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Expert alert: Commentary on 15th anniversary of Oka Crisis

Published: 8 Jul 2005

Fifteen years have passed since the Oka Crisis of July 11, 1990. Have relations between Canada's indigenous peoples and governments vastly improved since the historic crisis? Ronald Niezen, a professor in McGill's Department of Anthropology, can provide insight on Canada's indigenous peoples and their relations with the federal and provincial governments.

McGill anthropologist Ronald Niezen an expert on Canada's indigenous peoples

Fifteen years have passed since the Oka Crisis of July 11, 1990. Have relations between Canada's indigenous peoples and governments vastly improved since the historic crisis?

Ronald Niezen, a professor in McGill's Department of Anthropology, can provide insight on Canada's indigenous peoples and their relations with the federal and provincial governments. Niezen, who has formerly been a research consultant for the Cree Board of Health and Social Services of James Bay and a Harvard University professor, is one of North America's leading experts on:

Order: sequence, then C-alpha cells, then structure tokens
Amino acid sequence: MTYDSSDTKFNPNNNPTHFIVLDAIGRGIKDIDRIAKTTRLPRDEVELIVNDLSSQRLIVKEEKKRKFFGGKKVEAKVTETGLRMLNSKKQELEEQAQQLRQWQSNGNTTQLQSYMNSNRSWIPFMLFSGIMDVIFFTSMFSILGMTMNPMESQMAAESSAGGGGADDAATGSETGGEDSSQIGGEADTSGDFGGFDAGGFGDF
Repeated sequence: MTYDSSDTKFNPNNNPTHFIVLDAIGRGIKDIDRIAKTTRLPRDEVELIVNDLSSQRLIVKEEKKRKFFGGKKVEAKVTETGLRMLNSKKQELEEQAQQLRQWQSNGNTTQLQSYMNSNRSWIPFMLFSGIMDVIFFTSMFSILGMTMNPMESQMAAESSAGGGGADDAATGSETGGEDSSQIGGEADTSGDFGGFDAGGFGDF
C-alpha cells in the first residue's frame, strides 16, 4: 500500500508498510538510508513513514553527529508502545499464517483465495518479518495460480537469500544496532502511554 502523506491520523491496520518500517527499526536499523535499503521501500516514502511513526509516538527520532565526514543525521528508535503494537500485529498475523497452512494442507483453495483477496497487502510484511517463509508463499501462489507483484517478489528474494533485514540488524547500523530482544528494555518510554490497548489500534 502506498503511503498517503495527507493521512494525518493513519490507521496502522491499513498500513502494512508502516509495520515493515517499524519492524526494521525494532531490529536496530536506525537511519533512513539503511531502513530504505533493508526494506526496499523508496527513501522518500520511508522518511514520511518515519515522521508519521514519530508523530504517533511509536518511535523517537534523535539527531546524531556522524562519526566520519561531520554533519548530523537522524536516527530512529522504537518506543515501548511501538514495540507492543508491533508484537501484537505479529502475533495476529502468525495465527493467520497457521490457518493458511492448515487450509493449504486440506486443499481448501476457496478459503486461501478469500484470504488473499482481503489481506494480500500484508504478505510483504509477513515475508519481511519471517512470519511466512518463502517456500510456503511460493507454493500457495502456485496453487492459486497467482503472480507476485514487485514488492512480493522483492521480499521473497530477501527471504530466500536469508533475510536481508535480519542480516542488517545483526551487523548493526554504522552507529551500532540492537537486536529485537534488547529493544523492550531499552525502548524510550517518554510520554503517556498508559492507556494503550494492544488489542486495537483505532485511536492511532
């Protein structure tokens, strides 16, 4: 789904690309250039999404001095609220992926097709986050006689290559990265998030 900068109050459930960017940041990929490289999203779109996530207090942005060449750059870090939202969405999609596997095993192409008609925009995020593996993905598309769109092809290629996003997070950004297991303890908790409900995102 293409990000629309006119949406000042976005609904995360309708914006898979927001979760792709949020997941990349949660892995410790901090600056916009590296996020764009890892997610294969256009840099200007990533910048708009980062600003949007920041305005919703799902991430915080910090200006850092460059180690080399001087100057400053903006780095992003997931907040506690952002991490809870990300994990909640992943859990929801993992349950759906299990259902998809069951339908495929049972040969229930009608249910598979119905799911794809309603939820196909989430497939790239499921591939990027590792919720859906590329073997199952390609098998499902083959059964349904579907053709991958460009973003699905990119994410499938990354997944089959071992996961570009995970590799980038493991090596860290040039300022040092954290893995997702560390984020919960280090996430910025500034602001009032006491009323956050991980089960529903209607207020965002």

• Indigenous peoples and human rights;
  • Transnational networks and globalization, with particular relevance for native peoples;
  • Native peoples and cultures of Canada and the United States.

Professor Niezen has also authored four books on indigenous peoples:

  • A World Beyond Difference: Cultural Identity in the Age of Globalization (Blackwell Publishers);
  • The Origins of Indigenism: Human Rights and the Politics of Identity (University of California Press);
  • Spirit Wars: Native North American Religions in the Age of Nation Building (University of California Press);
  • Defending the Land: Sovereignty and Forest Life in James Bay Cree Society (New York: Prentice Hall).

Media wishing to contact Professor Niezen can contact him during business hours at his home office at 514-483-0671 or ronald [dot] niezen [at] mcgill [dot] ca (by email).

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